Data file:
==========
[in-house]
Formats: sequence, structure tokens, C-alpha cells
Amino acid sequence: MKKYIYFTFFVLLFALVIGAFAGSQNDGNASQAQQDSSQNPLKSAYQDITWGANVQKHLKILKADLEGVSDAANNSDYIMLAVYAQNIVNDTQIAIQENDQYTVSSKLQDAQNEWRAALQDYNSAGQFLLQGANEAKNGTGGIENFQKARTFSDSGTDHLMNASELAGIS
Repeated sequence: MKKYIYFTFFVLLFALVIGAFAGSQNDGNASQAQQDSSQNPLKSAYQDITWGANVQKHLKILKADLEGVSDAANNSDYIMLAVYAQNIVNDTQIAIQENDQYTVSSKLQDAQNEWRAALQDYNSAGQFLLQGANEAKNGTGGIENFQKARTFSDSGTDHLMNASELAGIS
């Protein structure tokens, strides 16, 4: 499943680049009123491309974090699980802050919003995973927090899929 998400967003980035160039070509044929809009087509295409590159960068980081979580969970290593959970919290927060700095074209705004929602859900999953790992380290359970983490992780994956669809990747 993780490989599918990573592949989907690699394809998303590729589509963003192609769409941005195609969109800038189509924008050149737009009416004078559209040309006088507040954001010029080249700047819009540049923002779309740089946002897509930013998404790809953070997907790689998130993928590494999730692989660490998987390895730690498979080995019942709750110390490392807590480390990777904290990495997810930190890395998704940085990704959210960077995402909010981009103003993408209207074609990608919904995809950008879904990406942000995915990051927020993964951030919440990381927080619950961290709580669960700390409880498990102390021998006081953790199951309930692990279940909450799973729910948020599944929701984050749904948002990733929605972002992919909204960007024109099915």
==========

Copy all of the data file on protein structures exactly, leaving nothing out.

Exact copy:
[in-house]
Formats: sequence, structure tokens, C-alpha cells
Amino acid sequence: MKKYIYFTFFVLLFALVIGAFAGSQNDGNASQAQQDSSQNPLKSAYQDITWGANVQKHLKILKADLEGVSDAANNSDYIMLAVYAQNIVNDTQIAIQENDQYTVSSKLQDAQNEWRAALQDYNSAGQFLLQGANEAKNGTGGIENFQKARTFSDSGTDHLMNASELAGIS
Repeated sequence: MKKYIYFTFFVLLFALVIGAFAGSQNDGNASQAQQDSSQNPLKSAYQDITWGANVQKHLKILKADLEGVSDAANNSDYIMLAVYAQNIVNDTQIAIQENDQYTVSSKLQDAQNEWRAALQDYNSAGQFLLQGANEAKNGTGGIENFQKARTFSDSGTDHLMNASELAGIS
């Protein structure tokens, strides 16, 4: 499943680049009123491309974090699980802050919003995973927090899929 998400967003980035160039070509044929809009087509295409590159960068980081979580969970290593959970919290927060700095074209705004929602859900999953790992380290359970983490992780994956669809990747 993780490989599918990573592949989907690699394809998303590729589509963003192609769409941005195609969109800038189509924008050149737009009416004078559209040309006088507040954001010029080249700047819009540049923002779309740089946002897509930013998404790809953070997907790689998130993928590494999730692989660490998987390895730690498979080995019942709750110390490392807590480390990777904290990495997810930190890395998704940085990704959210960077995402909010981009103003993408209207074609990608919904995809950008879904990406942000995915990051927020993964951030919440990381927080619950961290709580669960700390409880498990102390021998006081953790199951309930692990279940909450799973729910948020599944929701984050749904948002990733929605972002992919909204960007024109099915």